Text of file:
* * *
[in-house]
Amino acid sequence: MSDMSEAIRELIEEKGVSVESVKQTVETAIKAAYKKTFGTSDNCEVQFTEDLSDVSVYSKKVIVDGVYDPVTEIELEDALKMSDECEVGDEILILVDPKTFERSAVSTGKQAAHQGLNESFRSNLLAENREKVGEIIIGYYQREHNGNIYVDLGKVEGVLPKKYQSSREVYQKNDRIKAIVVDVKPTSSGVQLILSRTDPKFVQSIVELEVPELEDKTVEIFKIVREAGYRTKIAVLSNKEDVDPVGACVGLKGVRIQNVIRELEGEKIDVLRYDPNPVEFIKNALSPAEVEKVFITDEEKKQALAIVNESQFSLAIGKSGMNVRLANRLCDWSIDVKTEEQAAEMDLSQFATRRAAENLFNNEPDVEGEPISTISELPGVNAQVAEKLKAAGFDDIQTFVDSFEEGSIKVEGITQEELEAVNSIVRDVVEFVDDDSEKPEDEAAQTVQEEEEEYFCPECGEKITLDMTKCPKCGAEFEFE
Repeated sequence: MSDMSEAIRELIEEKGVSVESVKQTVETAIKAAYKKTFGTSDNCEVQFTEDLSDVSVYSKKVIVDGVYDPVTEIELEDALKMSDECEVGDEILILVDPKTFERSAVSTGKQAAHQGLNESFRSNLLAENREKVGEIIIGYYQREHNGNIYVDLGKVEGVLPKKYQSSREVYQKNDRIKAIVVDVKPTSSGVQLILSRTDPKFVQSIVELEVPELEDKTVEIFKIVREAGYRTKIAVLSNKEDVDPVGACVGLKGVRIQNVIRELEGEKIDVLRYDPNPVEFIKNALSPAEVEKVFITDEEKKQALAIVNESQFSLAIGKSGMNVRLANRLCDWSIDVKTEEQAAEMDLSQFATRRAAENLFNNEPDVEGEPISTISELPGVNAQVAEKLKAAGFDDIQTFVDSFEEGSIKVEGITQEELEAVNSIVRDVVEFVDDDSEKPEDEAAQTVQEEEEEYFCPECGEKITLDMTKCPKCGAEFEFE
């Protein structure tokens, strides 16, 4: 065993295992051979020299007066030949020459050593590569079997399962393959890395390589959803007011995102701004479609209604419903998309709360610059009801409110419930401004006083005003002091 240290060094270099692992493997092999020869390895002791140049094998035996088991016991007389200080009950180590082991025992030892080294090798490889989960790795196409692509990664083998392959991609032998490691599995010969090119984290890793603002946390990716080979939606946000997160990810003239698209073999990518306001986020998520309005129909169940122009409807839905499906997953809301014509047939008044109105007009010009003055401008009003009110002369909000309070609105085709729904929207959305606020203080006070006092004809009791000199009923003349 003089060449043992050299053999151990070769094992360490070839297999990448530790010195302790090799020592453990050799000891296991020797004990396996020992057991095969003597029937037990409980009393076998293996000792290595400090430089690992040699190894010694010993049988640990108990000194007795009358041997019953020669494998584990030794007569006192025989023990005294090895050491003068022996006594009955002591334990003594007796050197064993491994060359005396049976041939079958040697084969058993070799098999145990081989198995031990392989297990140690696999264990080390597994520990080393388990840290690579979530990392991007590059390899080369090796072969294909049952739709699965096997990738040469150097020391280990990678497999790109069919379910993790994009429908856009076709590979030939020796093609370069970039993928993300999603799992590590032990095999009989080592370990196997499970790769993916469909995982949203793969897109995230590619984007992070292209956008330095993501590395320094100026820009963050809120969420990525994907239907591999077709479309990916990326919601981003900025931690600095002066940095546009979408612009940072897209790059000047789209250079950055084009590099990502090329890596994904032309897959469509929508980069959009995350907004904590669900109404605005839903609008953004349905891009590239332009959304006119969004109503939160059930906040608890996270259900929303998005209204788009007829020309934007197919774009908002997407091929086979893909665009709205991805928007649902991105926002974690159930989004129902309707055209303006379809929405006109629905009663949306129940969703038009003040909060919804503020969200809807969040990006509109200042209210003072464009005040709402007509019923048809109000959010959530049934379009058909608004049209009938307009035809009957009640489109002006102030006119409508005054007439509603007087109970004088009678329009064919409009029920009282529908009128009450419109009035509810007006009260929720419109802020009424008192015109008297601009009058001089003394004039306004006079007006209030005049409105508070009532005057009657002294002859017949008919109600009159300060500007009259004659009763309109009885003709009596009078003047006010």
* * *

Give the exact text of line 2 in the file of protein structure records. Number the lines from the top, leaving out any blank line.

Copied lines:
Amino acid sequence: MSDMSEAIRELIEEKGVSVESVKQTVETAIKAAYKKTFGTSDNCEVQFTEDLSDVSVYSKKVIVDGVYDPVTEIELEDALKMSDECEVGDEILILVDPKTFERSAVSTGKQAAHQGLNESFRSNLLAENREKVGEIIIGYYQREHNGNIYVDLGKVEGVLPKKYQSSREVYQKNDRIKAIVVDVKPTSSGVQLILSRTDPKFVQSIVELEVPELEDKTVEIFKIVREAGYRTKIAVLSNKEDVDPVGACVGLKGVRIQNVIRELEGEKIDVLRYDPNPVEFIKNALSPAEVEKVFITDEEKKQALAIVNESQFSLAIGKSGMNVRLANRLCDWSIDVKTEEQAAEMDLSQFATRRAAENLFNNEPDVEGEPISTISELPGVNAQVAEKLKAAGFDDIQTFVDSFEEGSIKVEGITQEELEAVNSIVRDVVEFVDDDSEKPEDEAAQTVQEEEEEYFCPECGEKITLDMTKCPKCGAEFEFE